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11 May 2014

Hector Bizerk – Nobody Seen Nothing

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It was BBC Introducing that first led me to Hector Bizerk and since what seems an age, the band have become something exceptional. People may question why I call them a band as many will deem them a hip hop outfit, but to me they are great musicians and even though MC Louie fronts this collective, drummer Audrey Tait is as much the essence of this formula along with their stunning full band.

Their debut album ‘Nobody Seen Nothing’ released this month has so much within it that it has taken numerous listens to even get a grasp of it – and so it should be. Between the crackerjack lyrical rhymes and the spontaneous musical gems scattered throughout, I still feel very inferior and almost scared to put into words how inspiring it is.

“Life is a song sheet on a off beat, thought percussive people walking on the concrete” – a line taken from the opening track ‘Orchestrate’ that in terms of imagery is up there, for me, with the likes of Philip Larkin. It does confirm the historical comments from individuals and Hollywood films that spitting rhymes is as much an artform as poetry and this is one of the numerous lines on the album that cements this. With reggae backbone moving to a classical fusion as its soundtrack, ‘Orchestrate’ could quite easily be replicated proudly even by The Roots live band.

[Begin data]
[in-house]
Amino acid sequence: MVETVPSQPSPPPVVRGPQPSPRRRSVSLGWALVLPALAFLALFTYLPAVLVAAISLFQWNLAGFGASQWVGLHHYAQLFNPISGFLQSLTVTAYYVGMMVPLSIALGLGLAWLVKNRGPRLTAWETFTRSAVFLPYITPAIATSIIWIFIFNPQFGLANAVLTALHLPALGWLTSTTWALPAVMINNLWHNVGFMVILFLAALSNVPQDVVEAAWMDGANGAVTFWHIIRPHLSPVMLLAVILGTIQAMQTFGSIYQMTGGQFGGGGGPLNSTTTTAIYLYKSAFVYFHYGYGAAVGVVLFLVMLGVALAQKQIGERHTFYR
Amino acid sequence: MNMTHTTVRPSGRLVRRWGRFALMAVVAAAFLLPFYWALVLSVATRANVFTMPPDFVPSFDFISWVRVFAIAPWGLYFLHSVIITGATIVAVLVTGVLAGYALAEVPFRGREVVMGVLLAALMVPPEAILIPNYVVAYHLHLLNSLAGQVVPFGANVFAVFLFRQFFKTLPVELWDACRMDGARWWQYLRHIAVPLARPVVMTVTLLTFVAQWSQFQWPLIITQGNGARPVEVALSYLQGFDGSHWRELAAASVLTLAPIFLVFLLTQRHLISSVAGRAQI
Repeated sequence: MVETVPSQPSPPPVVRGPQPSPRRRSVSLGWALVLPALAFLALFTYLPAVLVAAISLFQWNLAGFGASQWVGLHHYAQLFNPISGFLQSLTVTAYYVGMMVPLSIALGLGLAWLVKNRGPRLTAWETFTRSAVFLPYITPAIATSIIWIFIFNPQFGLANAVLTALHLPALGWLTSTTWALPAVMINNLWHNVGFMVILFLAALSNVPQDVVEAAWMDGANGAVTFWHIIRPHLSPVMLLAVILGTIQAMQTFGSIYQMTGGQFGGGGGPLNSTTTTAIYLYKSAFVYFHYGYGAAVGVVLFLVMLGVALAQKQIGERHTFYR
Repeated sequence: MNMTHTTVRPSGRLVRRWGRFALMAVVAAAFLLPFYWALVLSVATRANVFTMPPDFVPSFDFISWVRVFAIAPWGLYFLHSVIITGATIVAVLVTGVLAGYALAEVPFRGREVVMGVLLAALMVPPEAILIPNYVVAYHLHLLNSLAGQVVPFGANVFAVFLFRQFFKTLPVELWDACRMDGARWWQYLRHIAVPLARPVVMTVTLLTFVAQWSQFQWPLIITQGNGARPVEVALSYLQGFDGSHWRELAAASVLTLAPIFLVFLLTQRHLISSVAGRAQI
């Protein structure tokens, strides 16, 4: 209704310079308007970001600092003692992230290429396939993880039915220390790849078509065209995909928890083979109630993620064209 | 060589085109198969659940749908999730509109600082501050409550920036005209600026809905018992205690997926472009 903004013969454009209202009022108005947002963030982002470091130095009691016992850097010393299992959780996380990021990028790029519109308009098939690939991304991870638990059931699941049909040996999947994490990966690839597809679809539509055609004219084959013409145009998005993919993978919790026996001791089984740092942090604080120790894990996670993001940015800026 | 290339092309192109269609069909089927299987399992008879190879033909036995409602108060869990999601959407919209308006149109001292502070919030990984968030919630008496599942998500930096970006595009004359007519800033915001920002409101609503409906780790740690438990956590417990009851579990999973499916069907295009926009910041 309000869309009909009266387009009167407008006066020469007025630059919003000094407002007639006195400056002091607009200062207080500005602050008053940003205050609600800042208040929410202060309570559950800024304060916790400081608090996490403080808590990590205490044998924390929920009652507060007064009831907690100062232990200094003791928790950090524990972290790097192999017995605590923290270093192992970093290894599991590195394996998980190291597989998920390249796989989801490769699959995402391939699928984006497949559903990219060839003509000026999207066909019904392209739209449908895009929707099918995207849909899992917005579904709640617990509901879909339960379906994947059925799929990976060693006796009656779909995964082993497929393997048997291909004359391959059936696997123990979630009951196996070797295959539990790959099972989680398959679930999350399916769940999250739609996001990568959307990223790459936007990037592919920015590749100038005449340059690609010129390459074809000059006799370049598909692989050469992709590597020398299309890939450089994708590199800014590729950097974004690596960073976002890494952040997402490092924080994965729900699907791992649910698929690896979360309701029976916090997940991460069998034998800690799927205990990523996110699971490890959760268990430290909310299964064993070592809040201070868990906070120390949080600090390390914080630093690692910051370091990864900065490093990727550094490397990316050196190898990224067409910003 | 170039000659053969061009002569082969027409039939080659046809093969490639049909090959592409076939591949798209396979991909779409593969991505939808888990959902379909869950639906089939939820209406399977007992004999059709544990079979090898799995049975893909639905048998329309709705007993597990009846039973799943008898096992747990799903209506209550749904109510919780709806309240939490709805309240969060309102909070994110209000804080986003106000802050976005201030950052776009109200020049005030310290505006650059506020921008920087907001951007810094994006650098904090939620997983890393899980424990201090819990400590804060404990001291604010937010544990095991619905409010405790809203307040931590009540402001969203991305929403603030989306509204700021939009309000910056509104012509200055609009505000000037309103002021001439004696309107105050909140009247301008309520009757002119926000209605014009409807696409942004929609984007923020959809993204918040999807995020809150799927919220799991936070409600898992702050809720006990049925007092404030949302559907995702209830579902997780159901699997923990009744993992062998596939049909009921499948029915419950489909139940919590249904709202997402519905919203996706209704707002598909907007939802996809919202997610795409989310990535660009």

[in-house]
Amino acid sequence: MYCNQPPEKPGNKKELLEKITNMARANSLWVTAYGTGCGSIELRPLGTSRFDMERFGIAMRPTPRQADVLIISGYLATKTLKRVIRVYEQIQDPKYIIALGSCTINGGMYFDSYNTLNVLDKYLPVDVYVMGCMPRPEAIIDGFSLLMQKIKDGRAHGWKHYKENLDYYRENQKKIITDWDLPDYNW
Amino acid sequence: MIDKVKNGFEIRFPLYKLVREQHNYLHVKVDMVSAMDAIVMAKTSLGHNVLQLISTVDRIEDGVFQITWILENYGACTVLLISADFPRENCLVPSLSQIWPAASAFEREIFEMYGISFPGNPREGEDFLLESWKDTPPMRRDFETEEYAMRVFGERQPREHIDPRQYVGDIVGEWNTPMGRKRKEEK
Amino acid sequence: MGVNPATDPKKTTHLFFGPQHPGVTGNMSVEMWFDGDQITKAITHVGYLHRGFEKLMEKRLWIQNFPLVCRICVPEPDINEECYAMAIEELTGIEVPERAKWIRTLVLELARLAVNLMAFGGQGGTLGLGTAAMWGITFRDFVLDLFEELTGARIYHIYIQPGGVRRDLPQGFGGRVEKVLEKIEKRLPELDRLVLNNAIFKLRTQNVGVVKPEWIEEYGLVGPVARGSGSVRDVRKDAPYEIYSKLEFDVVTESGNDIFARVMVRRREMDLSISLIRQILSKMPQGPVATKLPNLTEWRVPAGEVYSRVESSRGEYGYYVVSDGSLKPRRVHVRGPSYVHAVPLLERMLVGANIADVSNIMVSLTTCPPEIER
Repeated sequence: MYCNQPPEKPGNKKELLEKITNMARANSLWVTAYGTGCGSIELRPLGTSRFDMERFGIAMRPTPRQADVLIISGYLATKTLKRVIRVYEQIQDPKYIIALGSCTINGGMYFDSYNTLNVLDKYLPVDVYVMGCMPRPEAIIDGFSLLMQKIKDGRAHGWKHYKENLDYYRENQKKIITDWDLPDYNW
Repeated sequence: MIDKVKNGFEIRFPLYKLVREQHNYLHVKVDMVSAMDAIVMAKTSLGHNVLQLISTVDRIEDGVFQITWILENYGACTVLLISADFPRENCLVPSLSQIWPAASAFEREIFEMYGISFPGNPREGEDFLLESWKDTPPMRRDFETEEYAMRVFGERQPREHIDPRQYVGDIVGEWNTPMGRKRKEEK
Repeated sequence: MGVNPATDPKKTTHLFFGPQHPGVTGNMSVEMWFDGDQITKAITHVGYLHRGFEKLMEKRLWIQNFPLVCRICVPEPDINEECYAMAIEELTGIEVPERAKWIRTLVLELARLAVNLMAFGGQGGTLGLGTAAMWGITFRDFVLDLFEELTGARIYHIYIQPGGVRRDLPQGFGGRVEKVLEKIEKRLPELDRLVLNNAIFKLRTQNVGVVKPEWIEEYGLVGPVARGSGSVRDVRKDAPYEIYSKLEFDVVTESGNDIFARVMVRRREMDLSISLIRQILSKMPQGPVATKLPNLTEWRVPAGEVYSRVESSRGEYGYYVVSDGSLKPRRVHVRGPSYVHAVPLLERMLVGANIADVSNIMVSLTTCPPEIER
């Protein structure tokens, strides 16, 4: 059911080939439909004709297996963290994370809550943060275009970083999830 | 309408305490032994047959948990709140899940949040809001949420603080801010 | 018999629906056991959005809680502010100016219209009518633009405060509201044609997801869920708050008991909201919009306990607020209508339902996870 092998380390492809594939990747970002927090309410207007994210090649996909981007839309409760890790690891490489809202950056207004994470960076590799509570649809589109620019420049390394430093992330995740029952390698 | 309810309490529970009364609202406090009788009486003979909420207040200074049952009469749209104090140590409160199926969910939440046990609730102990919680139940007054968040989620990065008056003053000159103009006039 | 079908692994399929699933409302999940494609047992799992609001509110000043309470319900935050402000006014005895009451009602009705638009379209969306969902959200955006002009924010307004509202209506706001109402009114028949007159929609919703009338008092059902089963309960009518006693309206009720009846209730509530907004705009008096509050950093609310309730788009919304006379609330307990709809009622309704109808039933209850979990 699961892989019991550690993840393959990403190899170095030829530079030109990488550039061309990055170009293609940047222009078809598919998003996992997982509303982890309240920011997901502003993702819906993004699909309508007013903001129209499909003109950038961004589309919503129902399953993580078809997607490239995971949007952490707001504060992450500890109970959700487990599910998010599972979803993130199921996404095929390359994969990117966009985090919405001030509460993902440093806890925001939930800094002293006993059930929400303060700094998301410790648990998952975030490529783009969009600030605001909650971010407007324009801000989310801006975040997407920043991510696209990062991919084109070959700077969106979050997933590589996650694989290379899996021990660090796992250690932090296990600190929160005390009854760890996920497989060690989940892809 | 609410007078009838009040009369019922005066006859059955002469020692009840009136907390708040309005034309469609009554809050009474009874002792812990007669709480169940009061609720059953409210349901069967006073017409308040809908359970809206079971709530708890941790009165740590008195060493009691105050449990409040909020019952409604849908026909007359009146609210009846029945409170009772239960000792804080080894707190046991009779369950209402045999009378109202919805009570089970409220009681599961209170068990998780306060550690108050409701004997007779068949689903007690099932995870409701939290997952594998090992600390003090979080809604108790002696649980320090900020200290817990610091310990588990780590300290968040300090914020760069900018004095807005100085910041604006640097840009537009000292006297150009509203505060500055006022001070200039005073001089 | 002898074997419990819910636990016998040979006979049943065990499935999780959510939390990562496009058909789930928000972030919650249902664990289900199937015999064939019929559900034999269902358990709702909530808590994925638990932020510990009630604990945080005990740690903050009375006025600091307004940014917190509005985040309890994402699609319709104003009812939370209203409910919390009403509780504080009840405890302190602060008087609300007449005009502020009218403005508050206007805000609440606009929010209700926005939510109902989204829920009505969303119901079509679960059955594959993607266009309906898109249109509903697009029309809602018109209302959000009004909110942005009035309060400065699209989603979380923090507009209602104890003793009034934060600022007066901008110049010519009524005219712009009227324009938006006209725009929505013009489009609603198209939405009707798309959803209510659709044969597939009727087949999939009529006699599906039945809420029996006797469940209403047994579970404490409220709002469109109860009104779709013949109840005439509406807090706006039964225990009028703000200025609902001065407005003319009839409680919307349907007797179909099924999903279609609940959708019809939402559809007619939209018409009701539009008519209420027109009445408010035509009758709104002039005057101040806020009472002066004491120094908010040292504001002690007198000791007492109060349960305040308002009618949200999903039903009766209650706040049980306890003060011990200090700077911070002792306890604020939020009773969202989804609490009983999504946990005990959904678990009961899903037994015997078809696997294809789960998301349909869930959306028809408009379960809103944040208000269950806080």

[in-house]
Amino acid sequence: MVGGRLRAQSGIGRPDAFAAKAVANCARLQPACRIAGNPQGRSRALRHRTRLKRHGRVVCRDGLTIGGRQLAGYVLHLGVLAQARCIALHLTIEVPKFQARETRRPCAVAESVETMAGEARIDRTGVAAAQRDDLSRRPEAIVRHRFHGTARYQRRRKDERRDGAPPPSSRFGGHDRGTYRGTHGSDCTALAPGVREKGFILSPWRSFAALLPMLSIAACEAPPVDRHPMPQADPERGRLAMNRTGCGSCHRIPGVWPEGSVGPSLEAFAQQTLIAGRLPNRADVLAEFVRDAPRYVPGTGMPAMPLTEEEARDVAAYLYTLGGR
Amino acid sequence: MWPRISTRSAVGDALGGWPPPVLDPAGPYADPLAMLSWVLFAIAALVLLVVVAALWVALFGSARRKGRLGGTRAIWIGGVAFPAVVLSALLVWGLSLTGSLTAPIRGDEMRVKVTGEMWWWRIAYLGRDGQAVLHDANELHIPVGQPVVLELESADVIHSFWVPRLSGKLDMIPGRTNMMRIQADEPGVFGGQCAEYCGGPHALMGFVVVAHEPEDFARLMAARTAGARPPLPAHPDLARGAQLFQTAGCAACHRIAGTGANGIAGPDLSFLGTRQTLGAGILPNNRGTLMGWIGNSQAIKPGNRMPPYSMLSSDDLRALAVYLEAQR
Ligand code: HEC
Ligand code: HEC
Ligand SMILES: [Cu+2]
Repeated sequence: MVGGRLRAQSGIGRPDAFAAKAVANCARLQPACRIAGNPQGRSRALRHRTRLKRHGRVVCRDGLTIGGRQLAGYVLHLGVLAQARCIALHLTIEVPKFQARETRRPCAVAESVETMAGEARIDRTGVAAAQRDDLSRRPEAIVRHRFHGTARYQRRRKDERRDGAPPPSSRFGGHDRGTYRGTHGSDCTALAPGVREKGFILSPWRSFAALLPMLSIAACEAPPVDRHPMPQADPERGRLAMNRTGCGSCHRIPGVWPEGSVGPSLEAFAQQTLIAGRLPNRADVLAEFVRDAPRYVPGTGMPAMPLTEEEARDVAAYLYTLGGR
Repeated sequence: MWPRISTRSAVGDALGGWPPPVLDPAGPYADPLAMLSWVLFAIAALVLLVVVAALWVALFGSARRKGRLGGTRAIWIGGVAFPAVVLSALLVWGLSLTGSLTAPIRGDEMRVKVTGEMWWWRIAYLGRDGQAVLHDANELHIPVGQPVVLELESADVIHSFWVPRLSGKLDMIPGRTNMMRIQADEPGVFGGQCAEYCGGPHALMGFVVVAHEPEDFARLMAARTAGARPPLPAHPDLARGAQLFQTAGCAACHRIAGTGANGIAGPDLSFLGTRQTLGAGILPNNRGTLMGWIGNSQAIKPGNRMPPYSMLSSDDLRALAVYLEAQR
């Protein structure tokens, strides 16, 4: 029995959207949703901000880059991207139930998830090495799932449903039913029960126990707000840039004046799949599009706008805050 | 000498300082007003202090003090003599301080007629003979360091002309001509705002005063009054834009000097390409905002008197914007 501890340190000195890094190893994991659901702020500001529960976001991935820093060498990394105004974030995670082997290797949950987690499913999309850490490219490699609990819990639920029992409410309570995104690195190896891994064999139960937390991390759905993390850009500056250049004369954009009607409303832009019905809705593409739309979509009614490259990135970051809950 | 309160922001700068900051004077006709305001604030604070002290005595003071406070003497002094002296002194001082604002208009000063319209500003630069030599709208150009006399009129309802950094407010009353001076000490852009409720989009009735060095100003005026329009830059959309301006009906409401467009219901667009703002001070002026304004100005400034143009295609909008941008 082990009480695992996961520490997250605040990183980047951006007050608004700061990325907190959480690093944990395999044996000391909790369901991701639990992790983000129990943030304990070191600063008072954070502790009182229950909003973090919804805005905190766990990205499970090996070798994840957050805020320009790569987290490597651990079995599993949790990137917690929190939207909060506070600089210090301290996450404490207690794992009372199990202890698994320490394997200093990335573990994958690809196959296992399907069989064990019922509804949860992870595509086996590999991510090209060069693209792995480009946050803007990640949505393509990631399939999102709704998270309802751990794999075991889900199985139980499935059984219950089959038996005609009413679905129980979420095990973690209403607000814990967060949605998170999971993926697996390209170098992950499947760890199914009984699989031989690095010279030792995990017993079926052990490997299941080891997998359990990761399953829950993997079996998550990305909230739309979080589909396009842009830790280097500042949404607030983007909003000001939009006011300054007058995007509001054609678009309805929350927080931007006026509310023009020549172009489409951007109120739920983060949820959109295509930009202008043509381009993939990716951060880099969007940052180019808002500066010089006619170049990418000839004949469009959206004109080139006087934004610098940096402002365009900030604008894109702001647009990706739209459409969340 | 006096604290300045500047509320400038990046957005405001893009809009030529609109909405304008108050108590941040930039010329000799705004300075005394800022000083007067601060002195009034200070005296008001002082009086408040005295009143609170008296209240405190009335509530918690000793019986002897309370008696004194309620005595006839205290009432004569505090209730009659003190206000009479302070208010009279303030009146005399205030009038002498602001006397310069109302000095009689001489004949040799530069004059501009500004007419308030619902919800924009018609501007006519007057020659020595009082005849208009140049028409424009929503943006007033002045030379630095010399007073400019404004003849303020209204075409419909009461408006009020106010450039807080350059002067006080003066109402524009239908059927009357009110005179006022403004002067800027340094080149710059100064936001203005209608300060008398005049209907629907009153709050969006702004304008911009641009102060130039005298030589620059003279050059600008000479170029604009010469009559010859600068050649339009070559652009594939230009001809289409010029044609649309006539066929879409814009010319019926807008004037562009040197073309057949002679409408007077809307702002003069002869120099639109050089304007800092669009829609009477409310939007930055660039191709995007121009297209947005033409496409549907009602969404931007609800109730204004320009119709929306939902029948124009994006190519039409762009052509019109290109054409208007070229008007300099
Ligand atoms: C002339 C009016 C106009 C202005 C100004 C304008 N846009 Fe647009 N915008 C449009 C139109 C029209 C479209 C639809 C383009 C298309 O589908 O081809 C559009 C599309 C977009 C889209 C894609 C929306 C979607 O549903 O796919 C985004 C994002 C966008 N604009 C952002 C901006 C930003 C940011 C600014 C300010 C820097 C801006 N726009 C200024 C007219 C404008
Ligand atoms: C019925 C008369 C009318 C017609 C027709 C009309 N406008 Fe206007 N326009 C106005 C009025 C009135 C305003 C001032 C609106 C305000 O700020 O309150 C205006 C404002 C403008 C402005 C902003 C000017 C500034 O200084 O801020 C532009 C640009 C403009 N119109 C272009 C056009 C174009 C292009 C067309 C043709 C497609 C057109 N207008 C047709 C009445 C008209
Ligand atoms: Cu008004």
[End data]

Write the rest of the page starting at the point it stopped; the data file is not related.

My appreciation of hip hop stems from the likes of DJ Shadow’s 1996 album ‘Entroducing’ this was down to the significant use of scratching. Tracks on ‘Nobody Seen Nothing’ use the same ideals. I am not saying that this is the only time is has been done, but we all need our points of reference. ‘Fingerprints On The Drumkit’ and ‘Party At A & E’s’ use of scratching taps into my young love of discovering brand new music. The latter track ‘Party At A & E’ also has one of the best descriptions of a Saturday night emergency room you are likely to hear. There will be at least one image you will have experienced. “A good night out must come at a price” – whilst Louie’s descriptions conjure a knowing laugh, there is still a very dark undercurrent. Tremendous kudos must also go to their tip of a cap to KRS-One, a very clever use of his monster track ‘Sound Of Da Police’.

The track of the album for me is ‘Police St8’, the social allusions and commentary identifies the hypocrisy of a nation and will probably make you question how much of an example you are to a generation. Louie’s strengths lie in creating lyrics that are honest about his real life experiences. They also question everything in a way that is imaginative enough to make you feel like you are not reading a desperately boring newspaper article and absorbing it enough to provoke concerned thoughts. From a musical perspective, keyboard and percussive triplets combined in a lead up to an exquisite female choral imitation is nothing short of breathtaking.

‘Nobody Seen Nothing’ fully realises Hector Bizerk’s talents and potential. It maintains its cohesiveness despite how many diverse elements there are. I think we have to also recognise that the first point of comment may be that this is Scottish hip hop and whilst a wonderful ambassador for this country, there has to come a time when we want to let art cross the boundary lines of a country and reach other ears. With ‘Nobody Seen Nothing’, Hector Bizerk are ready to run. Please accept this album far and wide.

Halina Rifai

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